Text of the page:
No one likes to think about dying, and no one wants to die and leave behind a debt for a loved one to pay.
To drive that point home, a recent study by Securian Financial Group reveals, “only 7 percent of consumers are financially prepared if they or their cosigners pass away unexpectedly.”
But what about if you are living, default on a loan, and leave a cosigner with your debt? That’s not cool either. This is why the experts at Consolidated Credit warn about cosigning altogether.
Always remember, when you co-sign a loan you’re taking on that obligation. If the person dies you are liable for the debt and if they are living and fail to pay the debt, you are responsible, too. It’s just not a smart thing to do unless you have money to burn.
So what can you do to avoid paying off someone’s debt if you cosign?
- The most obvious – don’t cosign
- If it’s a spouse, have life insurance or a will in place for when they pass away
- Seek professional advice
Before you consider cosigning a loan, think about this information provided by the Federal Trade Commission. If you cosign a loan:
- You will be asked to guarantee the debt. If the borrower does not pay the debt, you will have to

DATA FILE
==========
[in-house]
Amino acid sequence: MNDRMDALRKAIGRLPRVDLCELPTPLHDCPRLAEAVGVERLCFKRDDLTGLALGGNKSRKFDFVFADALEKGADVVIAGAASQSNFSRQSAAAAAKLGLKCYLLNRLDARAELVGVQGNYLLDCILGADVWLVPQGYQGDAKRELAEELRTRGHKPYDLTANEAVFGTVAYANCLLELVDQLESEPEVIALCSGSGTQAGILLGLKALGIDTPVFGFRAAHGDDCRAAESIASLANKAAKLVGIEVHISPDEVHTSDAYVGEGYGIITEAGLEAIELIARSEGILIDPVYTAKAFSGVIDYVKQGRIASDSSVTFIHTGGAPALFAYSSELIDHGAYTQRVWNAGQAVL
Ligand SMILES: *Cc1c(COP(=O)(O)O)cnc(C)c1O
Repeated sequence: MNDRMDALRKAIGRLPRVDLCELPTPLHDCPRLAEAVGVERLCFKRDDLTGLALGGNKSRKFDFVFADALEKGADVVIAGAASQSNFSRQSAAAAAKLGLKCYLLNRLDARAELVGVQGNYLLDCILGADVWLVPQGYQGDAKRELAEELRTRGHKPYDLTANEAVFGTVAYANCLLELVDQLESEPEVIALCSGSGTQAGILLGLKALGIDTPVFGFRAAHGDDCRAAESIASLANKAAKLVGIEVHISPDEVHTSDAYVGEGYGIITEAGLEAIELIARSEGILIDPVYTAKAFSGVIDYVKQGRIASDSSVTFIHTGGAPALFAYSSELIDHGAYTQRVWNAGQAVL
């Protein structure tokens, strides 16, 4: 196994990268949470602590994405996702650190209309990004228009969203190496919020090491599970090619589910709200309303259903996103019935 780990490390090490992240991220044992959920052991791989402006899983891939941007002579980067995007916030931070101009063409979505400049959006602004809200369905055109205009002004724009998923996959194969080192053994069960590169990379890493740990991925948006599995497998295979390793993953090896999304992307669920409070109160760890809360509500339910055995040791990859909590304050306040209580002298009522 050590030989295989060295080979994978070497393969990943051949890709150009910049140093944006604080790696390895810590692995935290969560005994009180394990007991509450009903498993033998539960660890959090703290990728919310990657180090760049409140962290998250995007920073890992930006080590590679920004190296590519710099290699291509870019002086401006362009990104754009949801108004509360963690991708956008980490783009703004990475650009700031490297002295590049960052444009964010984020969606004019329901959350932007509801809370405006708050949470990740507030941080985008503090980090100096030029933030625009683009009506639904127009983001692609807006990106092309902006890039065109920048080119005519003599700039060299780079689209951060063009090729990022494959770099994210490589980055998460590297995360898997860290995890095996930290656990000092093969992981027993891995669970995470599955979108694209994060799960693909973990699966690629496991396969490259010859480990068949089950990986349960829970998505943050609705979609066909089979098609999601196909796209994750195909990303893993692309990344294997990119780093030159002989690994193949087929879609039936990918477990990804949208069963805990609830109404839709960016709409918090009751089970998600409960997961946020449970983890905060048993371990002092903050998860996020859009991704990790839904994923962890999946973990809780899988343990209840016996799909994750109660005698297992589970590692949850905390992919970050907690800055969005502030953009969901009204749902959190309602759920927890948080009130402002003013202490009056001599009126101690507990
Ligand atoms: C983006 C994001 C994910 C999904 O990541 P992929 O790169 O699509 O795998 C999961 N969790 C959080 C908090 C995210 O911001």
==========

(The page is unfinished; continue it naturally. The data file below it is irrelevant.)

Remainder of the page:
- You may have to pay the full amount, which may include late fees or collection costs
- The creditor can collect the debt from you first rather than trying to collect from the borrower, (depending on what state you live in) because your cosigning made the loan possible in the first place
- The creditor can sue you to pay the loan
Think before you sign: It is estimated that 90 percent of private student loans require a cosigner. It doesn’t matter if that student is your son or daughter or a best friend, you will be responsible for the money if you cosign the loan. Don’t let your emotions get the best of you – think before you sign.
If you’re having problems paying off debt and don’t know where to turn, contact Consolidated Credit and have a certified credit counselor help you resolve your issues with debt.